The I Inside
After a serious accident lands him in the hospital, a patient awakens to find his memory of the past two years is wiped out even though some epic events have occurred during that span, including the death of a family member and a marriage.

Scott Hardie: “It was ok.”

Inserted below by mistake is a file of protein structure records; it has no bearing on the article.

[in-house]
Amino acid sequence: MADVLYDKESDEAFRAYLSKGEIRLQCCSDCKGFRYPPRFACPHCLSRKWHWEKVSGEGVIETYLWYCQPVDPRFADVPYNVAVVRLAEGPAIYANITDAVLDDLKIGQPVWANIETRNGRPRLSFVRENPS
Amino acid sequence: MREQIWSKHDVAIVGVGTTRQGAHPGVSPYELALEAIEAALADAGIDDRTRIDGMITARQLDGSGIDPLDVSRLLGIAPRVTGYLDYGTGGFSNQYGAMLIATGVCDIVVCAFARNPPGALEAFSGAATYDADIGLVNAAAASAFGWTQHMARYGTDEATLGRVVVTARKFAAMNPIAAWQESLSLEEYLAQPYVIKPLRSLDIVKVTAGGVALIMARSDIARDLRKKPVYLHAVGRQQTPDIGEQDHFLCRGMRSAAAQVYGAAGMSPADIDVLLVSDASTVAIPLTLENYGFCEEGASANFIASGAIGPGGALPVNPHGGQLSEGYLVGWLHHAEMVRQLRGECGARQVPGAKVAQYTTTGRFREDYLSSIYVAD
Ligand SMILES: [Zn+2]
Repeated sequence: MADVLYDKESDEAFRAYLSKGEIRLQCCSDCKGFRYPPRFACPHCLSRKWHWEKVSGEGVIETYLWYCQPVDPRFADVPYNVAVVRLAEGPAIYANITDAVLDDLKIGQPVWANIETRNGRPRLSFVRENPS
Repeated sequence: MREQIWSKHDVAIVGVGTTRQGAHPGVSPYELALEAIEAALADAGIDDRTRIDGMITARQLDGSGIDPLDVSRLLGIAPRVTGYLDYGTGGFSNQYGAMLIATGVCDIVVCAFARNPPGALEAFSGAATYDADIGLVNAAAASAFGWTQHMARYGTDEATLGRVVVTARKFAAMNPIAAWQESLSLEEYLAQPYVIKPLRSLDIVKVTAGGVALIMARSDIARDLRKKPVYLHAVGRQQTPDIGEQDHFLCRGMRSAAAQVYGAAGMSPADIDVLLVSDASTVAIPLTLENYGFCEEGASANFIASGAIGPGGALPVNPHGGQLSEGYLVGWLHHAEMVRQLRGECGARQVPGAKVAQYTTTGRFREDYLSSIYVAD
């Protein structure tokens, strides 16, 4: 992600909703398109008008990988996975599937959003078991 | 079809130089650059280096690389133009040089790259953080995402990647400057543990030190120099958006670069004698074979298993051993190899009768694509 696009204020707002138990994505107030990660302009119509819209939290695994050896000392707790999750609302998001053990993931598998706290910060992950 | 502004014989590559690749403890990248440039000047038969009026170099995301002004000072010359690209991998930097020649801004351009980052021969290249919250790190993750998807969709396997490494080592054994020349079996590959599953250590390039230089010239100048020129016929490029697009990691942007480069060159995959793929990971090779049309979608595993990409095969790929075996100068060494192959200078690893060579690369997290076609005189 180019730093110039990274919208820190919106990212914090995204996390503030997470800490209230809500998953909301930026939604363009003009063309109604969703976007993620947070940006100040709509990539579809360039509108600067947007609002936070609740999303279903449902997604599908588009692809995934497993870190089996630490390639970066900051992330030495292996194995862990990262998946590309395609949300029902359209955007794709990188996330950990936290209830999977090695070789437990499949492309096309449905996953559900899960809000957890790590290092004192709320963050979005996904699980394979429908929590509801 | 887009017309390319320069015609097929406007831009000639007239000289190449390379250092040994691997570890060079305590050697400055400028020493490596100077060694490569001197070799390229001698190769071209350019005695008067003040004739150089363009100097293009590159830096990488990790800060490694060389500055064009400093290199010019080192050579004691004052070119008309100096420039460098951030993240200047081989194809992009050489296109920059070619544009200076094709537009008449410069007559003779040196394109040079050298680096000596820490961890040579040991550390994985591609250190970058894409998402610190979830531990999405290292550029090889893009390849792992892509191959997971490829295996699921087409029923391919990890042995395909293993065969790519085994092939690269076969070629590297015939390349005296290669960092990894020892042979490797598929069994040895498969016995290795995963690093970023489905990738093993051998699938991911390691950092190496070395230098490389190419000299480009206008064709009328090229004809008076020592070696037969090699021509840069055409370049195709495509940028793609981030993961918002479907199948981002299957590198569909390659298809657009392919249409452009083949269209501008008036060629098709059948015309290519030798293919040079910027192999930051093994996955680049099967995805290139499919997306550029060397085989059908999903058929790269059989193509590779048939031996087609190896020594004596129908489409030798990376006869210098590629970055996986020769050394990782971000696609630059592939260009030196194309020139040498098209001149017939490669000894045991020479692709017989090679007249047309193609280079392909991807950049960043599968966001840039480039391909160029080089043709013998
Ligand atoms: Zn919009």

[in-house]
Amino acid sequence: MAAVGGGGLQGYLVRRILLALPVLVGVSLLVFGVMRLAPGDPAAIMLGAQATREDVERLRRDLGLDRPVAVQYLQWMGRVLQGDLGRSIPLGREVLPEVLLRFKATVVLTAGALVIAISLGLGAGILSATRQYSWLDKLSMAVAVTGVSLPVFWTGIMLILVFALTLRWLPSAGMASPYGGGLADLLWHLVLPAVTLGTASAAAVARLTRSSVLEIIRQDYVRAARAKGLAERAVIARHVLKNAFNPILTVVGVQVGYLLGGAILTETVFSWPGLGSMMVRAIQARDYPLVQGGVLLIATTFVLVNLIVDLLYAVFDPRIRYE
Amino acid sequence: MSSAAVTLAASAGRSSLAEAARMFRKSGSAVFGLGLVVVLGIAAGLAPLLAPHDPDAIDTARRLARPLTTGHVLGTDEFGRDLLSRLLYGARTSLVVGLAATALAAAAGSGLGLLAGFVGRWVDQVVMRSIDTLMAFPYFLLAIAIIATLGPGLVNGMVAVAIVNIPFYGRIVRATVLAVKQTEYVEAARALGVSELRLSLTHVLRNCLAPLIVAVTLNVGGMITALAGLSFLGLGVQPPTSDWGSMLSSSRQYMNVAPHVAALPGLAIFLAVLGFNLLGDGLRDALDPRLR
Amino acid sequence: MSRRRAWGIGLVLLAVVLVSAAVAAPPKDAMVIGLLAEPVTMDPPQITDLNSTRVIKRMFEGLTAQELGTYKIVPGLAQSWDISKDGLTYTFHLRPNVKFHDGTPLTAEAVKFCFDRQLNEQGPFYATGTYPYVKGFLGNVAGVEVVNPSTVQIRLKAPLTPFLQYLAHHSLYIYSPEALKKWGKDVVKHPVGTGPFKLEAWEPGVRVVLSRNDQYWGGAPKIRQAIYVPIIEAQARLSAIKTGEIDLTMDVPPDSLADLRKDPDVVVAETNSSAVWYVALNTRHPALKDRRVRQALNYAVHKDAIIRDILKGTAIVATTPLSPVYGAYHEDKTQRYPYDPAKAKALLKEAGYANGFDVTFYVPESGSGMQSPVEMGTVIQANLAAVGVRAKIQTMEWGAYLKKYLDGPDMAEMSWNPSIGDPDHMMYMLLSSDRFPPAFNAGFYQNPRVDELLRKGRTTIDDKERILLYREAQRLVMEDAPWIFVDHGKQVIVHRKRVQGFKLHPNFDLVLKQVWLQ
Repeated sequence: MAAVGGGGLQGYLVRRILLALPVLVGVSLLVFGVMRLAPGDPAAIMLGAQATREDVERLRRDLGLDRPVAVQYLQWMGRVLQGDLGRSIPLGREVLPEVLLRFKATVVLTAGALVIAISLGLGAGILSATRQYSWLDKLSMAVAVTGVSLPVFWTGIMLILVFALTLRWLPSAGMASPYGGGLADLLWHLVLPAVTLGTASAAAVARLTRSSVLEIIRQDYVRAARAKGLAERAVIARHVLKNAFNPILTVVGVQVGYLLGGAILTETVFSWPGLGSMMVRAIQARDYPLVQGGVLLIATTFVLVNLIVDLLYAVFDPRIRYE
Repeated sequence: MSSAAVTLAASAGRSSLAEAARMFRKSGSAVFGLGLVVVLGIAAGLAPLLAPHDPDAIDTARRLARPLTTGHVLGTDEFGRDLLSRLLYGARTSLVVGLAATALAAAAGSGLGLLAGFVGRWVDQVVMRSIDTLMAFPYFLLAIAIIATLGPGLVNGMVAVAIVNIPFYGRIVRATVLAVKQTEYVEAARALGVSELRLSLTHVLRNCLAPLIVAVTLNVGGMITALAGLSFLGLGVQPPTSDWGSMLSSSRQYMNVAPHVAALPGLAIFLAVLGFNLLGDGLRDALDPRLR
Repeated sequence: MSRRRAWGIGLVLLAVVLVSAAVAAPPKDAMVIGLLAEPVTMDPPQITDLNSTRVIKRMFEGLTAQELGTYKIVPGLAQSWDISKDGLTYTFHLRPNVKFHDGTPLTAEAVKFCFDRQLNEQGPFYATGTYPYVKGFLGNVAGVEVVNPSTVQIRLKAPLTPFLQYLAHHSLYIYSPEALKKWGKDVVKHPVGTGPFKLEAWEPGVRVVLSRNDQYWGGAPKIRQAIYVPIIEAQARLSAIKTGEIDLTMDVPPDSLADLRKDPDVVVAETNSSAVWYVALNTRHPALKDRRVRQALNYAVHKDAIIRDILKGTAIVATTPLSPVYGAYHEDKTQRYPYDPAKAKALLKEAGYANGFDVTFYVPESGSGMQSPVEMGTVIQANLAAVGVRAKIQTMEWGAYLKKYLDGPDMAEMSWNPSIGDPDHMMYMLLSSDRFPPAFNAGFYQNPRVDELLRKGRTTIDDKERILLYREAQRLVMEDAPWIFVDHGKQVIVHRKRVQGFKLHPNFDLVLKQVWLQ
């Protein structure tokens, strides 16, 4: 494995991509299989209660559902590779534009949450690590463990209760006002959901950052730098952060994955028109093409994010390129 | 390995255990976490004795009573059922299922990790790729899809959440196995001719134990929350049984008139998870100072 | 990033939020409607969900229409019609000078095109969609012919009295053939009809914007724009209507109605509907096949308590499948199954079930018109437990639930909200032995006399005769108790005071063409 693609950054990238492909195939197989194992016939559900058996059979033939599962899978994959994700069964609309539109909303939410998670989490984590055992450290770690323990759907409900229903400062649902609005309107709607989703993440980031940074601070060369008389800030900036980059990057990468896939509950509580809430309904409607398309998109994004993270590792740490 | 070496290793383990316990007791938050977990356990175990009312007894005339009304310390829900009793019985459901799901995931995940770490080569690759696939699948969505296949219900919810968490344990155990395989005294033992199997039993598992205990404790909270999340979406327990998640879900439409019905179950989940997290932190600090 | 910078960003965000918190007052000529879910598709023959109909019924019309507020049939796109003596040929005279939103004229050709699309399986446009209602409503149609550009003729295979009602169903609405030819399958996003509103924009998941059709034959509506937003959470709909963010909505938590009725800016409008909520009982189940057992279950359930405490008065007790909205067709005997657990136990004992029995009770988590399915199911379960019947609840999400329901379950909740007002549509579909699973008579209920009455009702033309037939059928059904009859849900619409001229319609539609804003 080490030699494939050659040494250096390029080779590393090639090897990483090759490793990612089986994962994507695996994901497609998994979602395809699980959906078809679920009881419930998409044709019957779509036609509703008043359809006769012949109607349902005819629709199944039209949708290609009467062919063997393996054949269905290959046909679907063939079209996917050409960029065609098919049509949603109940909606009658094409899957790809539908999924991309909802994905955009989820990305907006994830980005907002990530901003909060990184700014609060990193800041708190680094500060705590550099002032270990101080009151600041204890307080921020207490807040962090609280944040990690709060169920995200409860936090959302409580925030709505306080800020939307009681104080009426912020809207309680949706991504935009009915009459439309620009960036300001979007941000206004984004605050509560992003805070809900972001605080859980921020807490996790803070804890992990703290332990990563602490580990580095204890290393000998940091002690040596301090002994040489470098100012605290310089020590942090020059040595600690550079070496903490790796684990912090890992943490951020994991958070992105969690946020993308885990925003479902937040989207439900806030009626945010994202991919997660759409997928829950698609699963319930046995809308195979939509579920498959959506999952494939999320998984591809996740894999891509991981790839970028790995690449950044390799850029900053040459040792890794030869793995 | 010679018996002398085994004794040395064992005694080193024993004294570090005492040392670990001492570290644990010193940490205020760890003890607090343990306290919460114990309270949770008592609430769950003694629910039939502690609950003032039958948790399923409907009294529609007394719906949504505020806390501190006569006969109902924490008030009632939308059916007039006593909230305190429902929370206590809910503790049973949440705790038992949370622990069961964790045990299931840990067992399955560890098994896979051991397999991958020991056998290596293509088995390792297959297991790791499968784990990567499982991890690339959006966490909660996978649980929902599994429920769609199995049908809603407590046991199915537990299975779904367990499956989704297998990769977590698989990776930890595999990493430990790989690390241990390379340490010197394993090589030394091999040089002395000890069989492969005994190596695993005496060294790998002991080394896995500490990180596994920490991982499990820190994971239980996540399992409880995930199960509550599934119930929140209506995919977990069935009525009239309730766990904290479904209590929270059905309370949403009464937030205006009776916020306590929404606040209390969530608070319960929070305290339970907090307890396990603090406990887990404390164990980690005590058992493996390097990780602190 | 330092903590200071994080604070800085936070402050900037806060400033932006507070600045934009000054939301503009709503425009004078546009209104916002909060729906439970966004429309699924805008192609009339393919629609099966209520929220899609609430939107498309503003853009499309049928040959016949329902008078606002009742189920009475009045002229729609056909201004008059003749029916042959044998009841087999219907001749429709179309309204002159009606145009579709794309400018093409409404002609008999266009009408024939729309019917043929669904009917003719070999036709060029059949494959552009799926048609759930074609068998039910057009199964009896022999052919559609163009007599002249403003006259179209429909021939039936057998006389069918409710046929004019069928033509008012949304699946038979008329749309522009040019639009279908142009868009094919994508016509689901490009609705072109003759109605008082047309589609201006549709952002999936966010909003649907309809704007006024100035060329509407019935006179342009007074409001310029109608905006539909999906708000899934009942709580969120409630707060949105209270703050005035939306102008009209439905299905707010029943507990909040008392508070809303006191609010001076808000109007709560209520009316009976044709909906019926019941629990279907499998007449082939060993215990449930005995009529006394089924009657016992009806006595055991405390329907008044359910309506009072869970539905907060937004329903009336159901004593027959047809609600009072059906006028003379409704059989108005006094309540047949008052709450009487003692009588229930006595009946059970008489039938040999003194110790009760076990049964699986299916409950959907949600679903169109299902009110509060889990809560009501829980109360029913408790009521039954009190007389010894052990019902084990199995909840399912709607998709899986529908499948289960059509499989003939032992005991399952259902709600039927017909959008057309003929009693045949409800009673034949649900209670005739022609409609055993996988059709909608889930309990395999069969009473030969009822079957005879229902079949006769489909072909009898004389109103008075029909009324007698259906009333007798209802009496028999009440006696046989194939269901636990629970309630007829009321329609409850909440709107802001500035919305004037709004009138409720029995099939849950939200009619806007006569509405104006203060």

Thank you, Roland Suso Richter, for giving the world yet another highly-stylized psychological thriller in which the hero goes back and forth in time, unsure what is real or memory or nightmare, unsure who is really who, trying to prevent the accident that ruined his life. After the modest success of "The Butterfly Effect," "Identity," "Gothika," and other films in the derivative subgenre, I'm surprised Miramax wasn't able to rush this one into theaters for a quick buck. Anyway, if I'm upset with this film, it's because, for a while there, it seemed to be going somewhere. After an intriguing prologue and brilliant opening credits sequence, the film was on the ground running, repeatedly pulling the rug out from under the hero and photographed with a glossy sheen. But its zip gradually faded away, until the limp final scene that provided little plot closure and zero emotional closure. The most interesting scenes of any movie show where the filmmakers' hearts lie, and in this one that's the electric first act. Too bad about the last one.

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